In the year 1603, in a small barrio of Caysasay, in the town of Taal, a fisherman by the name of Juan Maningcad went out fishing and instead of casting his net on the sea, threw it into the nearby river, and instead of catching fish, caught a little statue of the Blessed Virgin of the Immaculate Conception about six inches high. Although it was soaked in water, it had a heavenly lustre and her face twinkled like a star. Upon seeing this marvel, the startled Juan, being a pious and virtuous man prostrated himself before the image and began to pray. He picked it up and brought it home. "No one knew how the image got to the river, and according to the old folks, perhaps the image was thrown by one of the Spaniards to pacify the ravages of the ocean during one of those expeditions and somehow the waves pushed it to the river. Another opinion was that perhaps someone exploring the river must have inadvertently dropped it. (Some believe it came from China.)
The news began to spread like lightning until it reached the priest in town, and the judge that represented the King of Spain at that time. Without notice they immediately went to Juan Maningcad's house and there they saw the beautiful image of the Mother of God. They knelt down to venerate it, and took the image to Taal where a town fiesta was celebrated.
The widow of the Justice of the Peace by the name of Madam Maria Espiritu, was given the task of caring for the image. She ordered a precious urn to be made for the image and kept it in her home. Every evening she noticed that the urn turned empty and the image gone, but then in the morning it would be back in its usual place.
Worried about these disappearances, the widow told the story to the priest. He accompanied her back to her house and indeed saw that the urn was empty, but soon the urn opened and there appeared Mary's image before them. For several times, in spite of the watch made by the priest, the same events would happen that made the priest and others perplexed, not knowing what the desire of the Virgin was. After sometime, the priest decided to take the image to the Church for safekeeping but it was in vain. The image continued to leave the church until one day it completely disappeared and was nowhere to be found.
Years later, in 1611, two women gathering firewood saw the image reflected in the spring water, near the place where it was originally found. They looked up, and saw the image on top of a tall sampaguita bush. The women reported what they saw to the parish priest. The people and the priest concluded that it was the Virgin’s wish to stay in Caysasay. So they built a chapel on the very spot where the image was found.
In the early seventeenth Century, a series of apparitions of the Blessed Virgin Mary were reported at the rocky hillside of Caysasay, a barrio of Taal. According to a church inquiry, a vision first appeared to a native slave girl, Catalina Talayn, who had gone up the hillside with a companion to gather firewood and fetch some water. The unexpected vision of something small in stature but radiating extraordinary brilliance from a hollow in the rocky landscape so bewildered the girl that she ran to tell her companion, and both fled terrified back to the town of Taal, by the shore of the Lake. Fr. Pedro Murillo Velarde, S.J., in his Historia de Filipinas, and other 18th Century Spanish chroniclers put the year at 1611, when natives began reporting strange visions on the hillside. This was also the year, according to Fr. Pedro G. Galende, currently Director of the San Agustin Museum in Intramuros, that the first makeshift church was reportedly built there. Historian Jose M. Cruz, S.J., currently dean of the School of Social Sciences of the Ateneo de Manila University, reviewed original microfilm documents of the inquiry into the apparitions (his date, 1619). He reports that Church officials interrogated Catalina but she told them she could not clearly identify what she saw.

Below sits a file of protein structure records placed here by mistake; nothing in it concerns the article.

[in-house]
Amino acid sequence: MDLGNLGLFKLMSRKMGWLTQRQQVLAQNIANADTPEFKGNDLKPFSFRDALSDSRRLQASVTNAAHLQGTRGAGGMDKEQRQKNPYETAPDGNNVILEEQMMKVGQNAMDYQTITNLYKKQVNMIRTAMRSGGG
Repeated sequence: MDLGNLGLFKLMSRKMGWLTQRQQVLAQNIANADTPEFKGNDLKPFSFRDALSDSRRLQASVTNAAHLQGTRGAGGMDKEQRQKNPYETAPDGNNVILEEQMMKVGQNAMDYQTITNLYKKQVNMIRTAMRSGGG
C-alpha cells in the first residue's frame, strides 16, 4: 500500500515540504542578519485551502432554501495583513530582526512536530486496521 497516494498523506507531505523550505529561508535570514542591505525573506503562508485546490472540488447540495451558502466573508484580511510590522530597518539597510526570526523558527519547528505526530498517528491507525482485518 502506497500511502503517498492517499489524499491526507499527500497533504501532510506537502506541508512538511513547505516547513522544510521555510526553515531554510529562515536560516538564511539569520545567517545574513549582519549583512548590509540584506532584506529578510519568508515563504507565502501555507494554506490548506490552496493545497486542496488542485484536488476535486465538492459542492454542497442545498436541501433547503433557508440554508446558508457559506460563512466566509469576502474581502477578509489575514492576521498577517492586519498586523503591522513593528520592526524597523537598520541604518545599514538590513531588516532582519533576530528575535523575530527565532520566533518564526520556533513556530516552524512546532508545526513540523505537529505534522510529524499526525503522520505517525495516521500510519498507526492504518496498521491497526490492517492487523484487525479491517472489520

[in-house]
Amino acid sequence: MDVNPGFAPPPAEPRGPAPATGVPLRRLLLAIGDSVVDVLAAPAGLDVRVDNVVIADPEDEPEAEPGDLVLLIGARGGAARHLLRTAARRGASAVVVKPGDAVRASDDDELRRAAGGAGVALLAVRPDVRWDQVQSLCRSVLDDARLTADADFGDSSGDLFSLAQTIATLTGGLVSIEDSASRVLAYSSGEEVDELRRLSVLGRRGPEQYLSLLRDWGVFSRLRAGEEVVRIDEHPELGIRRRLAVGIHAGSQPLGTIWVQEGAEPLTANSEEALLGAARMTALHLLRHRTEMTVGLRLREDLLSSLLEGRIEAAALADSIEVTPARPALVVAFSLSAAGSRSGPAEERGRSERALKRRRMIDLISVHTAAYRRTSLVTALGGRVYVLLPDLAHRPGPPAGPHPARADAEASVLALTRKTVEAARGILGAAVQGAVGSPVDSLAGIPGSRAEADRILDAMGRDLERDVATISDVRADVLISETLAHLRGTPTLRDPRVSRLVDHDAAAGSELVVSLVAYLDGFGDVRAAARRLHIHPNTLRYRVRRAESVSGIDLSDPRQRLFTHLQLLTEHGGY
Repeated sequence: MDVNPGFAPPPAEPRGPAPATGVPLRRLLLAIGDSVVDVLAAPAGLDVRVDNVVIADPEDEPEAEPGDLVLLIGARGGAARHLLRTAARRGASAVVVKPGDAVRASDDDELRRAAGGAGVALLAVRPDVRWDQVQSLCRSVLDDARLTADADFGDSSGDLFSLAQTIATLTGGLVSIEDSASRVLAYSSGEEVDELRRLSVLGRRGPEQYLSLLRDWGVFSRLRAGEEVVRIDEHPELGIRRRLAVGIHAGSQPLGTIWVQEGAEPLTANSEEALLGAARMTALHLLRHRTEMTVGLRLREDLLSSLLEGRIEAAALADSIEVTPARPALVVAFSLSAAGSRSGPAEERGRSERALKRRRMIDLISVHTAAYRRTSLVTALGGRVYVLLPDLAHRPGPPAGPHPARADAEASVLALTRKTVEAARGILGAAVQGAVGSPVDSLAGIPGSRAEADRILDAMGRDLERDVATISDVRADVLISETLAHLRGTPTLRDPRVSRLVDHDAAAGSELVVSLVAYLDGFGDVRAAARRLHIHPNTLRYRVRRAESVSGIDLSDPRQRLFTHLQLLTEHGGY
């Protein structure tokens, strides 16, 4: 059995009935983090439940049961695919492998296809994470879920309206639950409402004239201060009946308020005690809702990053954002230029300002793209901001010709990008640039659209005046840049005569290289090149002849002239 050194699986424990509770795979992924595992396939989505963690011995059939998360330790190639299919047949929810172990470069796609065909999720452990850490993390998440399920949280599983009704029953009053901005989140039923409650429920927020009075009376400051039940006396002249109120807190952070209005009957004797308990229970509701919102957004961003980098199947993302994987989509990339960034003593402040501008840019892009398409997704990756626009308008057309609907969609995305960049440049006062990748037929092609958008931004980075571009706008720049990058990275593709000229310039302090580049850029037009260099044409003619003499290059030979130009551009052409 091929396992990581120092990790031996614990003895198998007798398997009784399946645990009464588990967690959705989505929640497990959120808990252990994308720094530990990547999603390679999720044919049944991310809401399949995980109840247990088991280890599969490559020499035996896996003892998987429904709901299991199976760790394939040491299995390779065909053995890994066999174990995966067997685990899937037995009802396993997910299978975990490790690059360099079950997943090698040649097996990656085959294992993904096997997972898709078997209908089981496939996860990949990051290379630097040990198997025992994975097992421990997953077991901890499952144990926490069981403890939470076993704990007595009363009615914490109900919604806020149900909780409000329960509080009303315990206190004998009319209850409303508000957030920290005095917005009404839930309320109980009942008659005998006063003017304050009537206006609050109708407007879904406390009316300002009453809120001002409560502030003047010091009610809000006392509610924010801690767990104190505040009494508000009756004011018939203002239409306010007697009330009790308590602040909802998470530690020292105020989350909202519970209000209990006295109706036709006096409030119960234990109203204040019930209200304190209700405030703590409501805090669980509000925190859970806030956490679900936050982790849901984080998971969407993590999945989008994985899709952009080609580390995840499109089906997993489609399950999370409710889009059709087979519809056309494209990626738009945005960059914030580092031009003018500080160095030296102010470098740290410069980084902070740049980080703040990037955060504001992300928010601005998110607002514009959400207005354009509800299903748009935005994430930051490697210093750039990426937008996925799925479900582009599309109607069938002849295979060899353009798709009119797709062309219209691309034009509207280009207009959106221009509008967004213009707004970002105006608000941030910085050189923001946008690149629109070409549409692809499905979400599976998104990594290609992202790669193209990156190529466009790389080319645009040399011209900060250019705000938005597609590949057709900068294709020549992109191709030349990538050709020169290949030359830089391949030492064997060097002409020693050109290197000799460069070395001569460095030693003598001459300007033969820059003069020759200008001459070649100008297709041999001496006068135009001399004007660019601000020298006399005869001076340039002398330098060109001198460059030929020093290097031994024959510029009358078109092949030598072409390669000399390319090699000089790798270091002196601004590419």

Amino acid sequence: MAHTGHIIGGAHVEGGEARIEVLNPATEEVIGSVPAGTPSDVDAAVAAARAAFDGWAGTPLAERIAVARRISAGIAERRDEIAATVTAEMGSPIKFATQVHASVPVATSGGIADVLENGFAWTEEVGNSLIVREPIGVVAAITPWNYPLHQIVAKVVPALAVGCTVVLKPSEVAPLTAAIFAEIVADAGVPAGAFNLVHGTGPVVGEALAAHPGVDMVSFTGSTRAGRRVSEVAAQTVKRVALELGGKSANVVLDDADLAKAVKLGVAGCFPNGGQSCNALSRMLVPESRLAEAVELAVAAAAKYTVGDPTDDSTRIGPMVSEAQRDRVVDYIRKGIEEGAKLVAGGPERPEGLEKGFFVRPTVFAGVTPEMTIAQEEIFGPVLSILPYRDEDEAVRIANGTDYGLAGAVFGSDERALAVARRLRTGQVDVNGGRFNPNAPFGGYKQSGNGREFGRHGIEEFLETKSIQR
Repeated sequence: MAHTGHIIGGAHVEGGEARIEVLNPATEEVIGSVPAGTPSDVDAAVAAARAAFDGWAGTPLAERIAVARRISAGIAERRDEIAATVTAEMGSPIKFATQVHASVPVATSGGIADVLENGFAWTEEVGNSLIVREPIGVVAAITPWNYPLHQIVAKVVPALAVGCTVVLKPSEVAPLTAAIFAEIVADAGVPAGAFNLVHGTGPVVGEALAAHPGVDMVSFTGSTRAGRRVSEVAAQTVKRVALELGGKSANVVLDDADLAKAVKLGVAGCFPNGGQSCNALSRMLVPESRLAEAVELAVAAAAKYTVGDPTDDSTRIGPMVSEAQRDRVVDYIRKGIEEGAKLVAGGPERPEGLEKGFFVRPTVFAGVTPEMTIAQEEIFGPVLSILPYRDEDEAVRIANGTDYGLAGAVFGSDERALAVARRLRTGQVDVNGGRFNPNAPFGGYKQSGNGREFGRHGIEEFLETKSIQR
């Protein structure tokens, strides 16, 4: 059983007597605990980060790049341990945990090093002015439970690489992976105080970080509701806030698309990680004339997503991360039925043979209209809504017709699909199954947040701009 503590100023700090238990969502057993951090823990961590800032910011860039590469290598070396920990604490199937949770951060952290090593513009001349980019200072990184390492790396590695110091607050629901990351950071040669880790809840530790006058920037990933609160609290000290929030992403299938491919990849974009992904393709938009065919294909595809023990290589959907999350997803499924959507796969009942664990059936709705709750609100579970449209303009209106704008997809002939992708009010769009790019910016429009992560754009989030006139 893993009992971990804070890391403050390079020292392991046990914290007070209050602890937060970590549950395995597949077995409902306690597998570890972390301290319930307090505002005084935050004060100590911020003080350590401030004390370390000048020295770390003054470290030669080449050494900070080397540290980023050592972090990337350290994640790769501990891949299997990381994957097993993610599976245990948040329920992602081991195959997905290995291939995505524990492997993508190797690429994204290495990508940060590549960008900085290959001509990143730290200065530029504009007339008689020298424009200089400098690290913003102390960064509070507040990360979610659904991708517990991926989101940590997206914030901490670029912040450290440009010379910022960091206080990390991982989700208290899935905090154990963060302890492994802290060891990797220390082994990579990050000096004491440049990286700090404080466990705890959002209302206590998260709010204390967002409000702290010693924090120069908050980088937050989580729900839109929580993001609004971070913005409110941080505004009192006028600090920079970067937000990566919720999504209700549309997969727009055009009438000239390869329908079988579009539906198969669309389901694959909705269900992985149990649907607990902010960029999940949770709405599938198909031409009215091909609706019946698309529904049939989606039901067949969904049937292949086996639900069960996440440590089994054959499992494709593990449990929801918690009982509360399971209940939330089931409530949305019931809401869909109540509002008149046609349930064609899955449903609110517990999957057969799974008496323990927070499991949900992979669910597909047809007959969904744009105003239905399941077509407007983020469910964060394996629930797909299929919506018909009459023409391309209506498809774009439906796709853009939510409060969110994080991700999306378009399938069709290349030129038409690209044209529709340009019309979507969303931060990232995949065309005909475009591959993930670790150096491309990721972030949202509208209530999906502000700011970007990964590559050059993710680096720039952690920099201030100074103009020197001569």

The sparseness of her report, however, seems to convince Fr. Cruz that she "was not fabricating the story." In 17th Century Philippines, an alipin like Catalina had "much to gain from associating herself to the divinity or to the saints," notes Cruz in his study on the Caysasay apparitions. At any rate, when word got around, many people flocked to the area. Stories later included in the Tagalog novena say that two girls had seen the image of the Lady in the spring, and when they looked up, they saw her perched on a branch of a Sampaga tree, two lighted candles by her side, and guarded by kingfishers or casay-casay birds that abound in the area. The village was by the Pansipit River, which was then a wide salt-water channel that connected Balayan (then Balangon) Bay to Taal (then Bombon ) Lake. Even without official church sanction, native devotion to the reported Lady of Caysasay was quick and spontaneous. Miraculous healing powers were attributed to the waters from the spring. And in a cave near the spring was found the image of the Blessed Virgin—the same image that was fished out of the river almost a decade earlier and mysteriously disappeared! More than 30 people declared they saw visions of the Lady at Caysasay.